"Who would she tell? She only has the grandmother and she was in the hospital."
This child has a damaged tooth.
Unfortunately, her father cannot
afford the $10 required to get it 
Daniel updated me today on the status of this little girl, who's name is Nisima.  He had gone to her house to visit her only to find her playing in the sewage.  He ended up taking her back to the clinic today to deal with possible infection.  She is doing well now.

Basic knowledge of germ theory in the area could be greatly improved with more education.
"Last night I was trying to explain to a person that putting water from a holy lake into someone's eye socket after they have had their eye removed is a very bad idea He will not even boil it."
The very same day he brought Nisima in for the burn, he brought another boy to the clinic who's knee was the size of a small watermelon.  He now seems to be getting worse and it's possible he had a stroke, as an entire side of his body is difficult for him to use.

How Can We Help?

Wyclif, 7, is exceptional at English.  Everyone calls him
grandfather because he looks quite old for his age.
The Kasese Humanist Primary School is doing fantastic work and is having a positive impact on the community.  But I wanted to get Daniel's perspective on its needs based on his observations as a fresh new face at the school.

"Well I have a list of things a proper computer room requires.  But there are many ways you can help.  If you would like to donate something specific the school has a large list of needs."
"The school needs everything from volunteers to cement to safety equipment to medical supplies and school books.  If you personally feel like you could provide something of value do not hesitate!"  
"Whatever strikes your fancy:  a real soccer ball;  proper (durable!) shoes for students;  geometry books or any electronic gadgets." 
"The teachers could use coffee or tea!"
I have set up a Kasese Humanist Primary School page.  It contains some links to information on how you can help the school.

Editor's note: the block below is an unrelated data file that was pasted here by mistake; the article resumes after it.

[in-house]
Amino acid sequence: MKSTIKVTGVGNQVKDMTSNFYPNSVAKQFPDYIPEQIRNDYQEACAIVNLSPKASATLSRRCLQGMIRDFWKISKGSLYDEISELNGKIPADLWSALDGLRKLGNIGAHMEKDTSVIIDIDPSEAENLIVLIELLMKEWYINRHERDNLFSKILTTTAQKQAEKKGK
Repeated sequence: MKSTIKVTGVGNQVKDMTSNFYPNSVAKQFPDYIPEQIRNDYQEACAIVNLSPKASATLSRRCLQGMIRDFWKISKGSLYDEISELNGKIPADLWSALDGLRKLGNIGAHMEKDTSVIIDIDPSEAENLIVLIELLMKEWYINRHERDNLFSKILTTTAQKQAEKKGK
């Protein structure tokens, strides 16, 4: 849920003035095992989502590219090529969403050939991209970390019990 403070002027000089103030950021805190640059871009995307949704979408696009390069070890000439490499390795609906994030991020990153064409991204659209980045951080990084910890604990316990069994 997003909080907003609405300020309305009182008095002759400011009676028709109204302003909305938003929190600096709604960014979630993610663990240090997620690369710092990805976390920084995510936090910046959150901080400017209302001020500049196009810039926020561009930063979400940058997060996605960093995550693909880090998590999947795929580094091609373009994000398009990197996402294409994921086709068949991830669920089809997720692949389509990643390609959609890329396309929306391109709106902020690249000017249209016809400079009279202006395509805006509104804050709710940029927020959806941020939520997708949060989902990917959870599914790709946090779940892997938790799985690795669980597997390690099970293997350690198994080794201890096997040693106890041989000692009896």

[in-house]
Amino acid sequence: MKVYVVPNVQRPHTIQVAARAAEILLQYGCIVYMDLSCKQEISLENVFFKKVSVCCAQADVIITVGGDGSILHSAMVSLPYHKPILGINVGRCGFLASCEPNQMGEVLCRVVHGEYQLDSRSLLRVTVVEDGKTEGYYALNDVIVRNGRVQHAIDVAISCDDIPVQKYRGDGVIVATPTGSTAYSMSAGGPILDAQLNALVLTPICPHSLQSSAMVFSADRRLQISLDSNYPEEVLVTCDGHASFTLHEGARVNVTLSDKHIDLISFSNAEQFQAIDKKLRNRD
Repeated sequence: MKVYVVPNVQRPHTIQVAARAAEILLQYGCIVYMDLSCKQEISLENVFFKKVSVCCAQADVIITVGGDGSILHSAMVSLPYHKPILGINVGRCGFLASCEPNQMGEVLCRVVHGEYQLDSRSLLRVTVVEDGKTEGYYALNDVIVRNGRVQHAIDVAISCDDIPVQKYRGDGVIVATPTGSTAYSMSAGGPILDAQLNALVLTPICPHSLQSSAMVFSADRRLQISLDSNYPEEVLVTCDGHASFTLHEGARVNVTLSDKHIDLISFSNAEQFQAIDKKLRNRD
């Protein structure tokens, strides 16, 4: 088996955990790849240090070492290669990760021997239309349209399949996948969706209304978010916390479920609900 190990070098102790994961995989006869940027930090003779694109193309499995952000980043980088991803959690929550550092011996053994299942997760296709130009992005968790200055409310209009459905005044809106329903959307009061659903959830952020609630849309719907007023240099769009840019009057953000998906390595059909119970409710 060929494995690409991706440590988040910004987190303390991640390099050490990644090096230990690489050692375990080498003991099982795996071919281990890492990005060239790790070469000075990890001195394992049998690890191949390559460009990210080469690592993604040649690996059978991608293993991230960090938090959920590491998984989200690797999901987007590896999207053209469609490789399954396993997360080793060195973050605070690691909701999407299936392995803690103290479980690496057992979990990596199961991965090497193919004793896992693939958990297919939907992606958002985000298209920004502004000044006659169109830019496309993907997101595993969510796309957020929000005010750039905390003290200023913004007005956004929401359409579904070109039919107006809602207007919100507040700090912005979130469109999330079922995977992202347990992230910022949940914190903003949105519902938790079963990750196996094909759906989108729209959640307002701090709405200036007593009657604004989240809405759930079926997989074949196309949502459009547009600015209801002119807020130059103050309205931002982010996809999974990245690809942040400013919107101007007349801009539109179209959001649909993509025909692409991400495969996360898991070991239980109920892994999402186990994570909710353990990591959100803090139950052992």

Looking Forward

Over the next few weeks I plan to investigate how I can set up fundraisers and build links with reputable local Ugandan businesses to try and provide some of the following items to the school.
  1. Eggs (from local farmers).
  2. Medical Supplies.
  3. Pens, school books and USB keys.
  4. Durable shoes.
  5. Soccer balls and cleats.
  6. Anawine munches on some sugar cane.
  7. Fans for the classrooms.
If you know anyone who would be helpful with this, please let me know at

    There are many more items the school can use.  If you have anything you could donate, don't hesitate to contact the school.  These are just some things I feel I could work towards getting to them.

    I look at some of the items and wonder how I'd ever be able to send some of these things.  But hopefully this post will make some of the needs known.  Once the needs are out there, they become problems to be solved by dozens or even hundreds of people each with hundreds of connections and resources within reach.  Things can start falling into place. Great things get done and the impossible can become the possible.

    Wednesday, 6 June 2012

    Calgary Herald: Cornish balances out field work with volunteerism

    Photo: Calgary Herald
    Here's something for all you Canadian Football fans out there. Jon Cornish, the football running back who currently plays for the Calgary Stampeders who came out as an atheist last year is being featured in the Calgary Herald for his humanitarian side.

    Cornish balances out field work with volunteerism: Stamps running back helping out kids while working toward CFL stardom

    Friday, 1 June 2012

    Atheists and Agnostics Making a Difference in the World II: Kenji Yamada

    Kenji accompanied his Albanian host family to
    Orthodox Christian Easter Service.  Although
    somewhat ironic, I know, it's a good photo!
    Kenji Yamada, 29.

    This is the second post in a new series of personal profiles of Atheists, Agnostics and Humanists who are helping to make the world a better place.  

    Click here for all posts in this series.